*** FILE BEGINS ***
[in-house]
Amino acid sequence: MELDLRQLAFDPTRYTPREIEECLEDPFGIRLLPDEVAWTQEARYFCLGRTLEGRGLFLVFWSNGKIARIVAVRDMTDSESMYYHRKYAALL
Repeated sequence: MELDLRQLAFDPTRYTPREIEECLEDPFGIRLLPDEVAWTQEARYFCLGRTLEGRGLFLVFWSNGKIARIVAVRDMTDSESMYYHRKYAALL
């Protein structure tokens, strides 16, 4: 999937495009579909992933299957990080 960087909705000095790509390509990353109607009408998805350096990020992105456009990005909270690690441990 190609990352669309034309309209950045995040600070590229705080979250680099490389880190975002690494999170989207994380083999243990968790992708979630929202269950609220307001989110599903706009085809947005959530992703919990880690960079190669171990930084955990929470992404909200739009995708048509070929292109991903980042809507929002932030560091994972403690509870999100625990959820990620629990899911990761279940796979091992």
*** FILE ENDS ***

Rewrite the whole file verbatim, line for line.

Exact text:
[in-house]
Amino acid sequence: MELDLRQLAFDPTRYTPREIEECLEDPFGIRLLPDEVAWTQEARYFCLGRTLEGRGLFLVFWSNGKIARIVAVRDMTDSESMYYHRKYAALL
Repeated sequence: MELDLRQLAFDPTRYTPREIEECLEDPFGIRLLPDEVAWTQEARYFCLGRTLEGRGLFLVFWSNGKIARIVAVRDMTDSESMYYHRKYAALL
């Protein structure tokens, strides 16, 4: 999937495009579909992933299957990080 960087909705000095790509390509990353109607009408998805350096990020992105456009990005909270690690441990 190609990352669309034309309209950045995040600070590229705080979250680099490389880190975002690494999170989207994380083999243990968790992708979630929202269950609220307001989110599903706009085809947005959530992703919990880690960079190669171990930084955990929470992404909200739009995708048509070929292109991903980042809507929002932030560091994972403690509870999100625990959820990620629990899911990761279940796979091992």